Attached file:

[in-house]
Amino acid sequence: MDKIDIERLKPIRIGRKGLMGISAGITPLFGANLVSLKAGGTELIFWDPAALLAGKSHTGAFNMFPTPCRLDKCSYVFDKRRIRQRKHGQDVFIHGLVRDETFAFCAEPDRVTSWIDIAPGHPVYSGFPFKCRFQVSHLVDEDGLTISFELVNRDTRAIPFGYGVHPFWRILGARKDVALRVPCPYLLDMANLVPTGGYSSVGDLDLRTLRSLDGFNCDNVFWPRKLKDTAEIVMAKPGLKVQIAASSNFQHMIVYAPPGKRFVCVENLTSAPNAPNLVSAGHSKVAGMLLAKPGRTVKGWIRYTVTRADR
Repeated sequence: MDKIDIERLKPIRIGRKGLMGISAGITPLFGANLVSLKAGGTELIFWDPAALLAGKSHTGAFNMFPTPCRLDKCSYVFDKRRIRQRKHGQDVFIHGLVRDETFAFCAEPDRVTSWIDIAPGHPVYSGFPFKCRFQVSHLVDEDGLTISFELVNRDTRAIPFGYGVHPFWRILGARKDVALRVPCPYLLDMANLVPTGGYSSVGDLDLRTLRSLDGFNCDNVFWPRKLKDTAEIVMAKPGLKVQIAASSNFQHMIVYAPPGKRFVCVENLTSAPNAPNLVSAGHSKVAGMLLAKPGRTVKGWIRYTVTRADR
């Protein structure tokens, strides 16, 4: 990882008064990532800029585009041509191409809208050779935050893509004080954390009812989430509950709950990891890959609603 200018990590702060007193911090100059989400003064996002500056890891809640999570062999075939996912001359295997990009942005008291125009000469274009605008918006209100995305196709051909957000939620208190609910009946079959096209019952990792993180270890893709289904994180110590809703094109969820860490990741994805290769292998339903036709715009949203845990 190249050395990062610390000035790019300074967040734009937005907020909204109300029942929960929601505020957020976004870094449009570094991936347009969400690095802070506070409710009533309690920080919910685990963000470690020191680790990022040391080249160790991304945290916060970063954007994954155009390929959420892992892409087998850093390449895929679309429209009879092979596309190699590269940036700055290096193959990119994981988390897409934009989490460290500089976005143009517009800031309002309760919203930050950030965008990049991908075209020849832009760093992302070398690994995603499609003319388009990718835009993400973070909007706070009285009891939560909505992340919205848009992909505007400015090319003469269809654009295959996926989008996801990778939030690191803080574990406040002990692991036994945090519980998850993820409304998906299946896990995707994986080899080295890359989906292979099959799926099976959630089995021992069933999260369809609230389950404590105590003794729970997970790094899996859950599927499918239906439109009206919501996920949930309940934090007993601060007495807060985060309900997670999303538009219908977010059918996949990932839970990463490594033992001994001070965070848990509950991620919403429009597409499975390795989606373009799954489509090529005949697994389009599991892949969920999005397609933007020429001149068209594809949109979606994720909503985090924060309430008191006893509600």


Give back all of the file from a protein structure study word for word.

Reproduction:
[in-house]
Amino acid sequence: MDKIDIERLKPIRIGRKGLMGISAGITPLFGANLVSLKAGGTELIFWDPAALLAGKSHTGAFNMFPTPCRLDKCSYVFDKRRIRQRKHGQDVFIHGLVRDETFAFCAEPDRVTSWIDIAPGHPVYSGFPFKCRFQVSHLVDEDGLTISFELVNRDTRAIPFGYGVHPFWRILGARKDVALRVPCPYLLDMANLVPTGGYSSVGDLDLRTLRSLDGFNCDNVFWPRKLKDTAEIVMAKPGLKVQIAASSNFQHMIVYAPPGKRFVCVENLTSAPNAPNLVSAGHSKVAGMLLAKPGRTVKGWIRYTVTRADR
Repeated sequence: MDKIDIERLKPIRIGRKGLMGISAGITPLFGANLVSLKAGGTELIFWDPAALLAGKSHTGAFNMFPTPCRLDKCSYVFDKRRIRQRKHGQDVFIHGLVRDETFAFCAEPDRVTSWIDIAPGHPVYSGFPFKCRFQVSHLVDEDGLTISFELVNRDTRAIPFGYGVHPFWRILGARKDVALRVPCPYLLDMANLVPTGGYSSVGDLDLRTLRSLDGFNCDNVFWPRKLKDTAEIVMAKPGLKVQIAASSNFQHMIVYAPPGKRFVCVENLTSAPNAPNLVSAGHSKVAGMLLAKPGRTVKGWIRYTVTRADR
């Protein structure tokens, strides 16, 4: 990882008064990532800029585009041509191409809208050779935050893509004080954390009812989430509950709950990891890959609603 200018990590702060007193911090100059989400003064996002500056890891809640999570062999075939996912001359295997990009942005008291125009000469274009605008918006209100995305196709051909957000939620208190609910009946079959096209019952990792993180270890893709289904994180110590809703094109969820860490990741994805290769292998339903036709715009949203845990 190249050395990062610390000035790019300074967040734009937005907020909204109300029942929960929601505020957020976004870094449009570094991936347009969400690095802070506070409710009533309690920080919910685990963000470690020191680790990022040391080249160790991304945290916060970063954007994954155009390929959420892992892409087998850093390449895929679309429209009879092979596309190699590269940036700055290096193959990119994981988390897409934009989490460290500089976005143009517009800031309002309760919203930050950030965008990049991908075209020849832009760093992302070398690994995603499609003319388009990718835009993400973070909007706070009285009891939560909505992340919205848009992909505007400015090319003469269809654009295959996926989008996801990778939030690191803080574990406040002990692991036994945090519980998850993820409304998906299946896990995707994986080899080295890359989906292979099959799926099976959630089995021992069933999260369809609230389950404590105590003794729970997970790094899996859950599927499918239906439109009206919501996920949930309940934090007993601060007495807060985060309900997670999303538009219908977010059918996949990932839970990463490594033992001994001070965070848990509950991620919403429009597409499975390795989606373009799954489509090529005949697994389009599991892949969920999005397609933007020429001149068209594809949109979606994720909503985090924060309430008191006893509600």